ICD-10-CM Code R26.9

Unspecified abnormalities of gait and mobility

Version 2020 Billable Code No Valid Principal Dx

Valid for Submission

R26.9 is a billable code used to specify a medical diagnosis of unspecified abnormalities of gait and mobility. The code is valid for the year 2020 for the submission of HIPAA-covered transactions. The ICD-10-CM code R26.9 might also be used to specify conditions or terms like abnormal gait, bizarre gait, cannot get about, functional gait abnormality, general difficulty in moving, high level sensorimotor gait disorder, etc

According to ICD-10-CM guidelines this code should not to be used as a principal diagnosis code when a related definitive diagnosis has been established.

ICD-10:R26.9
Short Description:Unspecified abnormalities of gait and mobility
Long Description:Unspecified abnormalities of gait and mobility

Index to Diseases and Injuries

The Index to Diseases and Injuries is an alphabetical listing of medical terms, with each term mapped to one or more ICD-10 code(s). The following references for the code R26.9 are found in the index:


Synonyms

The following clinical terms are approximate synonyms or lay terms that might be used to identify the correct diagnosis code:

  • Abnormal gait
  • Bizarre gait
  • Cannot get about
  • Functional gait abnormality
  • General difficulty in moving
  • High level sensorimotor gait disorder
  • Incongruous gait
  • Incongruous gait
  • Low level sensorimotor gait disorder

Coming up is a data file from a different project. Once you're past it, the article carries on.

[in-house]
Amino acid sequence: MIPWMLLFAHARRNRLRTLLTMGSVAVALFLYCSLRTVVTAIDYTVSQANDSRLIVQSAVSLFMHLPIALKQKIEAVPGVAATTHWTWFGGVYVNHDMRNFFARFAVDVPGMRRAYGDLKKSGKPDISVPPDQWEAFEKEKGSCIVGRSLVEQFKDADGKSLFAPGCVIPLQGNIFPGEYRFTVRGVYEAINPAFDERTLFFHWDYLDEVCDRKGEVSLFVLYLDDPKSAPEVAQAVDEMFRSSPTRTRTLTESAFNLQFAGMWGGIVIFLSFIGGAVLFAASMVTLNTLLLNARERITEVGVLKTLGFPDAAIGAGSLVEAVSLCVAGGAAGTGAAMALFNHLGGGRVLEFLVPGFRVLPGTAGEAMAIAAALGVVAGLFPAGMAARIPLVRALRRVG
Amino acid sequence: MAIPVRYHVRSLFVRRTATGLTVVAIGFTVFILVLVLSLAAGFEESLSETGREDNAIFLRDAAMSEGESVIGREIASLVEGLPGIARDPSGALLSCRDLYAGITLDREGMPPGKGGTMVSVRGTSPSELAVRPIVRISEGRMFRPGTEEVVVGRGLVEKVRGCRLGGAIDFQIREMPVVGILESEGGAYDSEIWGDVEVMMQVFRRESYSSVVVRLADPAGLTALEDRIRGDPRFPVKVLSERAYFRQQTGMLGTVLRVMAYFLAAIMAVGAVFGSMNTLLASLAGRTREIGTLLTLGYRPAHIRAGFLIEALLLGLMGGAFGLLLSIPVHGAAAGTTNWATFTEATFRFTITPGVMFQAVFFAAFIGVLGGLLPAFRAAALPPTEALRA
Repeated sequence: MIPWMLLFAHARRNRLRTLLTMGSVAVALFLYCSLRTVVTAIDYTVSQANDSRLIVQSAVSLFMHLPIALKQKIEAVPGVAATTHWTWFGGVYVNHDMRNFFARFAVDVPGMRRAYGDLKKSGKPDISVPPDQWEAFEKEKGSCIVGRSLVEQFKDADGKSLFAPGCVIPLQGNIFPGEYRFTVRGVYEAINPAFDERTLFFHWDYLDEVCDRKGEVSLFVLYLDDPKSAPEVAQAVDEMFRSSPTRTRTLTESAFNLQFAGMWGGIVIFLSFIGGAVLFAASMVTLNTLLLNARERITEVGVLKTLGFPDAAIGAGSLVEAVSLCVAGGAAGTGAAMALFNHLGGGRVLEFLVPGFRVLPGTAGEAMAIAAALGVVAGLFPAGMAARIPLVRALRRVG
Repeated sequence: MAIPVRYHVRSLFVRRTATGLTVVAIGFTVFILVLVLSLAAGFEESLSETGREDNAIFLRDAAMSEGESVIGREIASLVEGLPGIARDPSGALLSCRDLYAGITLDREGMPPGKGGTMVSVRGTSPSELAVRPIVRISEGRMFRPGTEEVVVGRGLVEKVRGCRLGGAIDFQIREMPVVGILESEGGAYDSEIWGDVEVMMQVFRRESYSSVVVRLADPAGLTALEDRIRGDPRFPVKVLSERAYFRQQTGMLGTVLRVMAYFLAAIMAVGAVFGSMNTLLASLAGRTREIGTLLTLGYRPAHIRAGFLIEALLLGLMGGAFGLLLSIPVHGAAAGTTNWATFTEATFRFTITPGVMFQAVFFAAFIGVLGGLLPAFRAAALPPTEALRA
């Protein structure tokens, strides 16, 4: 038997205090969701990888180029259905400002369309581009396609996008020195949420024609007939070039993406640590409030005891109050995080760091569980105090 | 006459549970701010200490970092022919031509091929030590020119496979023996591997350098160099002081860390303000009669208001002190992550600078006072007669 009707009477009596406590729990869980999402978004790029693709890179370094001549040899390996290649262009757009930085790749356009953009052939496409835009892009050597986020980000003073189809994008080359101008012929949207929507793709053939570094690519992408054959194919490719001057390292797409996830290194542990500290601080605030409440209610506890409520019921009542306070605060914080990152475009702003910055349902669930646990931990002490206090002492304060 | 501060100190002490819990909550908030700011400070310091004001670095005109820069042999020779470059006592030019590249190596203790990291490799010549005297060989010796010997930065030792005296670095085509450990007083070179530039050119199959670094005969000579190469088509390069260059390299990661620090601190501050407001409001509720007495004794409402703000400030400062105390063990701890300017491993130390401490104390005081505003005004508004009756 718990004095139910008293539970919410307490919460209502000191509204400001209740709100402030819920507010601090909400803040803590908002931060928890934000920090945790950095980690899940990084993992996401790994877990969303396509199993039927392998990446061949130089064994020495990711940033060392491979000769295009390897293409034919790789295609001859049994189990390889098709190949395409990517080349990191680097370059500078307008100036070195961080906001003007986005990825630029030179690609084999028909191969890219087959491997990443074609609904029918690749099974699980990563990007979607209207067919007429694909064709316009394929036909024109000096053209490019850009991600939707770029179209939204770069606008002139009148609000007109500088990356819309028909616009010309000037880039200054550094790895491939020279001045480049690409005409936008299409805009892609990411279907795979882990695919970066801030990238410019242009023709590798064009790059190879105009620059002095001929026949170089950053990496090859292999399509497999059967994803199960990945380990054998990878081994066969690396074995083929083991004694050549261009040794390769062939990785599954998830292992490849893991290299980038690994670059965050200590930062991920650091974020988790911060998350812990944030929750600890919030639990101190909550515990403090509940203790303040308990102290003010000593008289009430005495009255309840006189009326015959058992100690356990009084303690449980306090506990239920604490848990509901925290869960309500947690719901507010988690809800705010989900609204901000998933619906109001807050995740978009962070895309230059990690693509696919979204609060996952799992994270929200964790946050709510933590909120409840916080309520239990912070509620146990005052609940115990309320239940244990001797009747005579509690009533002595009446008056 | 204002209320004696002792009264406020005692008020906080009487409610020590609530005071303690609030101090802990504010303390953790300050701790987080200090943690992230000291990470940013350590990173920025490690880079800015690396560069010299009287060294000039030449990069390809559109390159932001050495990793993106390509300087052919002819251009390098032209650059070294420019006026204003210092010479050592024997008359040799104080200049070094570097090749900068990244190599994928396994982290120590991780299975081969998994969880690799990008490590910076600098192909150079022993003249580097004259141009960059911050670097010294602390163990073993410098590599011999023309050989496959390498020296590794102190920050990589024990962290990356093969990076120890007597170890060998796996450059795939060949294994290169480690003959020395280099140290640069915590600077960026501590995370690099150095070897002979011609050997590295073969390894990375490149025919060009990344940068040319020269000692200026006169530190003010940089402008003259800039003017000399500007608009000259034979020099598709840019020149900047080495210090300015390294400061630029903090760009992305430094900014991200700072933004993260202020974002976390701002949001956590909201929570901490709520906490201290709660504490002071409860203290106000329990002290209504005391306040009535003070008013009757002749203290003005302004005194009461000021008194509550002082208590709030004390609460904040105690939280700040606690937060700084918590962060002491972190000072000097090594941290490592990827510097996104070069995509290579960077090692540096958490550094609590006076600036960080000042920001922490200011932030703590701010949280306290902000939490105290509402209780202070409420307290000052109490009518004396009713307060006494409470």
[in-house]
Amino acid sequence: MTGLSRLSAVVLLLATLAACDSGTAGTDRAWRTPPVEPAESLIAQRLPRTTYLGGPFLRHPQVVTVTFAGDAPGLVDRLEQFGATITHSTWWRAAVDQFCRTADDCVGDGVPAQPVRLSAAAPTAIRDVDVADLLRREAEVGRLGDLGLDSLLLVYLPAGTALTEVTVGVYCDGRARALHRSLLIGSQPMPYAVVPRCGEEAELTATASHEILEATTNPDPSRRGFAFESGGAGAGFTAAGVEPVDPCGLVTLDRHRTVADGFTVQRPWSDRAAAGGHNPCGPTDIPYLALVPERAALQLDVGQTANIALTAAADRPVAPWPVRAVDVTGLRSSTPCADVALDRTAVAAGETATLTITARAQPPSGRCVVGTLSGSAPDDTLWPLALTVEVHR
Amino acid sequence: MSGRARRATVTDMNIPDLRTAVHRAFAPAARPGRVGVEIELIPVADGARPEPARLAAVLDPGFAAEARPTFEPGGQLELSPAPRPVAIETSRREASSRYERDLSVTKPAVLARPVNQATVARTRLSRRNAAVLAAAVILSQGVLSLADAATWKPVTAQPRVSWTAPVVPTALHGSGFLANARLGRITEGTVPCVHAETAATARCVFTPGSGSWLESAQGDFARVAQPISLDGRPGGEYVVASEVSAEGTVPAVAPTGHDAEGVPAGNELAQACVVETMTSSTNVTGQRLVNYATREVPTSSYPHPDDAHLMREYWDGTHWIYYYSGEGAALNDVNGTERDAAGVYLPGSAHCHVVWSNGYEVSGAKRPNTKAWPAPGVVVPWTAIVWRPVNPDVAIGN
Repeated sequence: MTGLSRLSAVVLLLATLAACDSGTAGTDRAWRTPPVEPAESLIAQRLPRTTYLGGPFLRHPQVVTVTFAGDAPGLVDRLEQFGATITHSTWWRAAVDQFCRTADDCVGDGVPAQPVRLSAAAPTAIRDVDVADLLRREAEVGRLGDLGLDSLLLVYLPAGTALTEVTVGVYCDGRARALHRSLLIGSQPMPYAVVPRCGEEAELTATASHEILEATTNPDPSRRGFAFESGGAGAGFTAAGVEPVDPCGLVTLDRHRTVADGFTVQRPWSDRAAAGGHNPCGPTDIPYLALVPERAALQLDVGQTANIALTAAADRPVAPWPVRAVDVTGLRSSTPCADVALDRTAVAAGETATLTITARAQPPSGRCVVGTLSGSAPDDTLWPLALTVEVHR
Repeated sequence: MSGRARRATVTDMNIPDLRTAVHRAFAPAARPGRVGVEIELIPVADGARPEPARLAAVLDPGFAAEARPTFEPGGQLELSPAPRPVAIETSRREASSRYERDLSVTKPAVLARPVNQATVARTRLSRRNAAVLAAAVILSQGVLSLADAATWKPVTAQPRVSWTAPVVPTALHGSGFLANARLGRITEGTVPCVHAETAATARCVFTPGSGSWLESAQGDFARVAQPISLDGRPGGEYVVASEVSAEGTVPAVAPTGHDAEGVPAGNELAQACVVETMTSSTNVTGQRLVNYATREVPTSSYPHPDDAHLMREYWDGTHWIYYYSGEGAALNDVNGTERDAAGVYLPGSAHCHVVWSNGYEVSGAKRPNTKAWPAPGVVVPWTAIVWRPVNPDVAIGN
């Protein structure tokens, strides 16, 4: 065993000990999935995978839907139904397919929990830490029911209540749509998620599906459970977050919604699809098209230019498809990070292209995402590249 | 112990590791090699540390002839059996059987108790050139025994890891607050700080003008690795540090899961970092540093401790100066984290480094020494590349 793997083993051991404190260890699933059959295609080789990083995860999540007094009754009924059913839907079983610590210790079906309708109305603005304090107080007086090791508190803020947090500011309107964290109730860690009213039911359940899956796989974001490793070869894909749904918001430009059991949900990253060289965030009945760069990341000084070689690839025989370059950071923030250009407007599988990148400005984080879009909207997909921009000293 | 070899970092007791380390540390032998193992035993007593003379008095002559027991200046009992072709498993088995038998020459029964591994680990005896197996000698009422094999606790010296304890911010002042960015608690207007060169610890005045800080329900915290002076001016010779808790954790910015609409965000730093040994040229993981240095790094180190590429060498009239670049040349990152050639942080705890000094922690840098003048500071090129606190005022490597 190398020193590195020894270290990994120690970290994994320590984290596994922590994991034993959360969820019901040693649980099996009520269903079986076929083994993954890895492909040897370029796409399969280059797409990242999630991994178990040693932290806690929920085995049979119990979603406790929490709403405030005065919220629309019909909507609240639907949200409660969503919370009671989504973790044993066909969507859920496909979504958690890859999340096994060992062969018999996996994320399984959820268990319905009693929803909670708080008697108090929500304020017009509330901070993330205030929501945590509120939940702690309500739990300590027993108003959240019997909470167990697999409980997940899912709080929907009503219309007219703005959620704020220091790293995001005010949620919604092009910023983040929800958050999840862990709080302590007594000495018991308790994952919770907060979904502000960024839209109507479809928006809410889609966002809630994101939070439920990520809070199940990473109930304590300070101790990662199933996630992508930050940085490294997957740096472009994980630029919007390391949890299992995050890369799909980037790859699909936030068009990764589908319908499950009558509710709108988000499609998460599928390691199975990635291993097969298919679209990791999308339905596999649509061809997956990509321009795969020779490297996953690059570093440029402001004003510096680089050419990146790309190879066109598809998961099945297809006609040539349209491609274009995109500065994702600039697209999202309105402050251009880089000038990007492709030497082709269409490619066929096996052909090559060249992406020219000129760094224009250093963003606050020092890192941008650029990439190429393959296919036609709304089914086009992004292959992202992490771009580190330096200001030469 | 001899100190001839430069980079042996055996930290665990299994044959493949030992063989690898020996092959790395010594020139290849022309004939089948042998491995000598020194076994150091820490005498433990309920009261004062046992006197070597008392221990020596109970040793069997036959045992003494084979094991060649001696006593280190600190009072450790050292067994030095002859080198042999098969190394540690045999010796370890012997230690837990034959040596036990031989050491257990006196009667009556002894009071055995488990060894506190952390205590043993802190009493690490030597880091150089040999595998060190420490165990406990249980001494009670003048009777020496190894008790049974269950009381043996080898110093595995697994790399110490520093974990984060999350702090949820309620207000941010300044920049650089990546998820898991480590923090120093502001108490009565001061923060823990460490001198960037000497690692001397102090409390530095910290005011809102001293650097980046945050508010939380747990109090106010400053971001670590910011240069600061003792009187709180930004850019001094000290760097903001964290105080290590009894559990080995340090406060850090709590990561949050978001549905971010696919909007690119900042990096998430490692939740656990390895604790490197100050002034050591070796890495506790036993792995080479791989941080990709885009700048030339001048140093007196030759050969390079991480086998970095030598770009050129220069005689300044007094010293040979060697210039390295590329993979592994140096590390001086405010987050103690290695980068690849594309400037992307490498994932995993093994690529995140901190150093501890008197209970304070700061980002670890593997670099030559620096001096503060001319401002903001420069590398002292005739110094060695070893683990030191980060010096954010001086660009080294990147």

• Middle level sensorimotor gait disorder
  • Pretended abnormality of gait

Convert R26.9 to ICD-9

  • 781.2 - Abnormality of gait (Approximate Flag)

Code Classification

  • Symptoms, signs and abnormal clinical and laboratory findings, not elsewhere classified (R00–R99)
    • Symptoms and signs involving the nervous and musculoskeletal systems (R25-R29)
      • Abnormalities of gait and mobility (R26)

Code History

  • FY 2016 - New Code, effective from 10/1/2015 through 9/30/2016
    (First year ICD-10-CM implemented into the HIPAA code set)
  • FY 2017 - No Change, effective from 10/1/2016 through 9/30/2017
  • FY 2018 - No Change, effective from 10/1/2017 through 9/30/2018
  • FY 2019 - No Change, effective from 10/1/2018 through 9/30/2019
  • FY 2020 - No Change, effective from 10/1/2019 through 9/30/2020

Information for Patients


Walking Problems

What are walking problems?

If you are like most people, you walk thousands of steps each day. You walk to do your daily activities, get around, and exercise. It's something that you usually don't think about. But for those people who have a problem with walking, daily life can be more difficult.

Walking problems may cause you to

  • Walk with your head and neck bent over
  • Drag, drop, or shuffle your feet
  • Have irregular, jerky movements when walking
  • Take smaller steps
  • Waddle
  • Walk more slowly or stiffly

What causes walking problems?

The pattern of how you walk is called your gait. Many different diseases and conditions can affect your gait and lead to problems with walking. They include

  • Abnormal development of the muscles or bones of your legs or feet
  • Arthritis of the hips, knees, ankles, or feet
  • Cerebellar disorders, which are disorders of the area of the brain that controls coordination and balance
  • Foot problems, including corns and calluses, sores, and warts
  • Infections
  • Injuries, such as broken bones, sprains, and tendinitis
  • Movement disorders, such as Parkinson's disease
  • Neurologic diseases, including multiple sclerosis and peripheral nerve disorders
  • Vision problems

How is the cause of a walking problem diagnosed?

To make a diagnosis, your health care provider will ask about your medical history and do a physical exam. This will include checking your bones and muscles and doing a neurological exam. In some cases, you may have other tests, such as lab or imaging tests.

What are the treatments for walking problems?

Treatment of walking problems depends on the cause. Some common types of treatments include

  • Medicines
  • Mobility aids
  • Physical therapy
  • Surgery

[Learn More]